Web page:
“In the spirit of ‘most sensitive coercion-o-meter in the world,’ …I’d have to say it sounds suspiciously like hitting kids to teach them they shouldn’t hit.”
– Mary Griffith
From the archives: The original post was posted on 16th October, 1996
“I submit the following strategy for analysis from what is likely the most sensitive coercion-o-meter in the world. This List!
My 17 month old son has continued to bite a wide range of victims, including helpless ones. In an effort to help him understand what is happening I am attempting to show him by biting him non-coercively. When he bites I bite him in a way that hurts a little, but not too much. I say ‘Biting hurts! This is what biting feels like…’ and bite him hard enough so that it is not fun, but it doesn’t make him cry or complain. Whenever he bites anyone, including the cat, I remind him of what he is doing. If he is not distressed, it is not coercion, right? Admittedly, I am walking a fine line. Hard enough to produce pain, yet soft enough to avoid distress.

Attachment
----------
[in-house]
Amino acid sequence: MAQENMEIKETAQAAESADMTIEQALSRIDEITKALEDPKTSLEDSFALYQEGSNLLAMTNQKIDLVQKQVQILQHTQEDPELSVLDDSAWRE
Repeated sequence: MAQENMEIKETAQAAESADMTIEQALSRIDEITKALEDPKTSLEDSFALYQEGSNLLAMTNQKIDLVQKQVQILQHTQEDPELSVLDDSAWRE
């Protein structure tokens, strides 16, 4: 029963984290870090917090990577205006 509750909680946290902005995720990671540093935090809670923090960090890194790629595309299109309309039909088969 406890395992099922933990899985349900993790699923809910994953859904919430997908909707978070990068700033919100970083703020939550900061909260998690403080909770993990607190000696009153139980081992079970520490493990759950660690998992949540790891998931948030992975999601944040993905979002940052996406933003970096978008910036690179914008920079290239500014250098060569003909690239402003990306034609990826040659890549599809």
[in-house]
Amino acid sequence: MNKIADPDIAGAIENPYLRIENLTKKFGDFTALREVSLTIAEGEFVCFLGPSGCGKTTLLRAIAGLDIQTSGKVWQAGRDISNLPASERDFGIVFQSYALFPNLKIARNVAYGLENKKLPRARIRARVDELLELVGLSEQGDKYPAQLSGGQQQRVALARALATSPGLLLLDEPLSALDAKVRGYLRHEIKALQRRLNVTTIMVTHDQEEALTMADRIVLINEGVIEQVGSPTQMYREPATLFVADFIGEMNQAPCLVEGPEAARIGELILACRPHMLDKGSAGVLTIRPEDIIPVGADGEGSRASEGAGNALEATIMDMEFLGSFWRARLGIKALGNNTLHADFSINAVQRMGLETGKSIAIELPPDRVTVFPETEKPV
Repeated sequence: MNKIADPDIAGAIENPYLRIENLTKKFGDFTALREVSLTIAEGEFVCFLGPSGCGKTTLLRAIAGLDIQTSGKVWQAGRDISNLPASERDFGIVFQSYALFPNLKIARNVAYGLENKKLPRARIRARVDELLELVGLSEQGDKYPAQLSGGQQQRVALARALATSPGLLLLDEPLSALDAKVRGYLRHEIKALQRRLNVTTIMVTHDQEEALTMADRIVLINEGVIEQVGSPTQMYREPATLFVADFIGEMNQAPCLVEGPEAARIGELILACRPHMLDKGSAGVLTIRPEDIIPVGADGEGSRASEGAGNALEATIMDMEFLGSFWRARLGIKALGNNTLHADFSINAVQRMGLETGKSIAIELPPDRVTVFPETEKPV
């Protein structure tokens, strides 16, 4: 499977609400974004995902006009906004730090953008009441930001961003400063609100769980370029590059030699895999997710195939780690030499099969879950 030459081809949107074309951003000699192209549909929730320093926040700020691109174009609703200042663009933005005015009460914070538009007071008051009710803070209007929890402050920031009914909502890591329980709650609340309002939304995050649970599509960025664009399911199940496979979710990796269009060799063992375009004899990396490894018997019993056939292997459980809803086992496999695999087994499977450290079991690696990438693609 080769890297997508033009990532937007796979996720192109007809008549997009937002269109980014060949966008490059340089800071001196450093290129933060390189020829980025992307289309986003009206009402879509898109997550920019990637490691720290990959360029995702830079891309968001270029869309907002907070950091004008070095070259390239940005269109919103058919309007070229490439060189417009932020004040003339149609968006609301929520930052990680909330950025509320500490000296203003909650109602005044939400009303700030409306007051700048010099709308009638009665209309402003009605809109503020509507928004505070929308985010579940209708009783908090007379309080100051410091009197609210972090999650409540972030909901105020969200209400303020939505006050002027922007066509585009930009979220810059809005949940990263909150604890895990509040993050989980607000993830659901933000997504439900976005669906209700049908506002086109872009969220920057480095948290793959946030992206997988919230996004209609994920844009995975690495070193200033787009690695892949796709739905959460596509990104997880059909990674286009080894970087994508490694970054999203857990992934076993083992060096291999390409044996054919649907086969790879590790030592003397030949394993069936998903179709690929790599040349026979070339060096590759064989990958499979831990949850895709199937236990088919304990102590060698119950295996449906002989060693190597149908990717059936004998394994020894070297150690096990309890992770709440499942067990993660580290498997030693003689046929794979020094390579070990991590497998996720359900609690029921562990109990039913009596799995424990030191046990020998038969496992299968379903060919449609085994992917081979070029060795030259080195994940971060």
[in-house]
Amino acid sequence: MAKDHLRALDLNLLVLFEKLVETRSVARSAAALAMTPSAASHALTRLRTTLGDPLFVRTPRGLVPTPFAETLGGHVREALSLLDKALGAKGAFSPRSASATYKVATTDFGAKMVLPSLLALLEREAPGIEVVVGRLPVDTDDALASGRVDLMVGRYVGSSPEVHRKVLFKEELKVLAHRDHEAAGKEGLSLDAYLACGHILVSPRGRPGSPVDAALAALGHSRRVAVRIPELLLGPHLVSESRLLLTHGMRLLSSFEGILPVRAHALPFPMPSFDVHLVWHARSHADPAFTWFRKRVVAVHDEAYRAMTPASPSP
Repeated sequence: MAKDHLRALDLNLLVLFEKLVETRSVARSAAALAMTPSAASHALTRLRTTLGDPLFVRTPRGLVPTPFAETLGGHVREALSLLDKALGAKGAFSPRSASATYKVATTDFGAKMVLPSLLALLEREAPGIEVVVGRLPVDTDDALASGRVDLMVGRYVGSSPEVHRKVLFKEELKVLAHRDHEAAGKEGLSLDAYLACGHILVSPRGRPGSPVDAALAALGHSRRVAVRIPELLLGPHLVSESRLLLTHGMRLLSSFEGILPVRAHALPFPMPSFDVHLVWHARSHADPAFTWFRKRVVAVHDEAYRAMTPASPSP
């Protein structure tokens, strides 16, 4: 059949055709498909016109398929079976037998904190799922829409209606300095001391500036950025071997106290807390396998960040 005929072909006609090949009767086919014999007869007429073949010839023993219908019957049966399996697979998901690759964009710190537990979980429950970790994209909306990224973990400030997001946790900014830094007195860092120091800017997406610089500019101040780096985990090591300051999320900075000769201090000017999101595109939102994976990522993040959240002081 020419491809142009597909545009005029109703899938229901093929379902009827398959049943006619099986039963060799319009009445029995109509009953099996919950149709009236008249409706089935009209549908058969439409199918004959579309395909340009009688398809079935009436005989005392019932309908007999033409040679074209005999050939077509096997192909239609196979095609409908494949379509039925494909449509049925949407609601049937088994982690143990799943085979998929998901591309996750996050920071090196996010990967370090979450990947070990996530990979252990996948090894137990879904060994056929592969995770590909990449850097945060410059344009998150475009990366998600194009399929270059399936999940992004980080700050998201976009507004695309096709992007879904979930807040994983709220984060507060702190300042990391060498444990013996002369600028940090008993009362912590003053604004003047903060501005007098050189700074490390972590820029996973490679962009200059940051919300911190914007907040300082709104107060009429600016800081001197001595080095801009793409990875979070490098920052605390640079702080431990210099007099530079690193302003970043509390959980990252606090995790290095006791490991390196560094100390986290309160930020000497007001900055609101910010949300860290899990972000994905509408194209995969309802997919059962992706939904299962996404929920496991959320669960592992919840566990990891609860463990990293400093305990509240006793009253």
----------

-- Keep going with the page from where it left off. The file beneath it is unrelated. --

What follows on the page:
What do you think of this strategy if I manage to walk the line?”
In the spirit of “most sensitive coercion-o-meter in the world,” as you put it, I’d have to say it sounds suspiciously like hitting kids to teach them they shouldn’t hit. (Either that, or you might be teaching him a fun new game (“Let’s Bite”) rather like my husband taught one of our dogs how much fun it was to run away by running after it when it inadvertently got loose.)
- Never make a child feel bad
- Supporting a child’s choice to go to school
- Bedtimes and ill effects of lack of sleep